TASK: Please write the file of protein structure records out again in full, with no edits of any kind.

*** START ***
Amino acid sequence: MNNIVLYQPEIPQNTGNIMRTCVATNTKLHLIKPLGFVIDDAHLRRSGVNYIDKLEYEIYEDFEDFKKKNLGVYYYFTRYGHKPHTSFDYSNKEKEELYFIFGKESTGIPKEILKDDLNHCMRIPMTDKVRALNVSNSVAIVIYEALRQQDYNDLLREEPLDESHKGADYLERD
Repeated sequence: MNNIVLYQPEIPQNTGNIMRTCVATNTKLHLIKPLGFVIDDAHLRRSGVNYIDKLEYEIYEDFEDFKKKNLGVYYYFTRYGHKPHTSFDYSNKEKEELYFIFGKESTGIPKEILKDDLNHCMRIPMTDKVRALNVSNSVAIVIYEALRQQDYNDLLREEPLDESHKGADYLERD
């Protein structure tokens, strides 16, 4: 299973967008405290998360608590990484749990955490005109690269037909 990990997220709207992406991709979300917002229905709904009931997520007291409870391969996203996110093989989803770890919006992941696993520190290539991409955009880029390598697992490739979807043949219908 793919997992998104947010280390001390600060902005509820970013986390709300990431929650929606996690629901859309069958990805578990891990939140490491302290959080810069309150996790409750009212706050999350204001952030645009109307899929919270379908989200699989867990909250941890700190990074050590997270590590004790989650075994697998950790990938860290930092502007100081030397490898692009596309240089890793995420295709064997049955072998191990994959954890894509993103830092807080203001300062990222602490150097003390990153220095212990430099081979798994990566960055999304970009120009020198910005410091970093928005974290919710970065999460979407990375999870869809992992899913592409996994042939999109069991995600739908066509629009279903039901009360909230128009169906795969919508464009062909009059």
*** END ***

Amino acid sequence: MNNIVLYQPEIPQNTGNIMRTCVATNTKLHLIKPLGFVIDDAHLRRSGVNYIDKLEYEIYEDFEDFKKKNLGVYYYFTRYGHKPHTSFDYSNKEKEELYFIFGKESTGIPKEILKDDLNHCMRIPMTDKVRALNVSNSVAIVIYEALRQQDYNDLLREEPLDESHKGADYLERD
Repeated sequence: MNNIVLYQPEIPQNTGNIMRTCVATNTKLHLIKPLGFVIDDAHLRRSGVNYIDKLEYEIYEDFEDFKKKNLGVYYYFTRYGHKPHTSFDYSNKEKEELYFIFGKESTGIPKEILKDDLNHCMRIPMTDKVRALNVSNSVAIVIYEALRQQDYNDLLREEPLDESHKGADYLERD
């Protein structure tokens, strides 16, 4: 299973967008405290998360608590990484749990955490005109690269037909 990990997220709207992406991709979300917002229905709904009931997520007291409870391969996203996110093989989803770890919006992941696993520190290539991409955009880029390598697992490739979807043949219908 793919997992998104947010280390001390600060902005509820970013986390709300990431929650929606996690629901859309069958990805578990891990939140490491302290959080810069309150996790409750009212706050999350204001952030645009109307899929919270379908989200699989867990909250941890700190990074050590997270590590004790989650075994697998950790990938860290930092502007100081030397490898692009596309240089890793995420295709064997049955072998191990994959954890894509993103830092807080203001300062990222602490150097003390990153220095212990430099081979798994990566960055999304970009120009020198910005410091970093928005974290919710970065999460979407990375999870869809992992899913592409996994042939999109069991995600739908066509629009279903039901009360909230128009169906795969919508464009062909009059």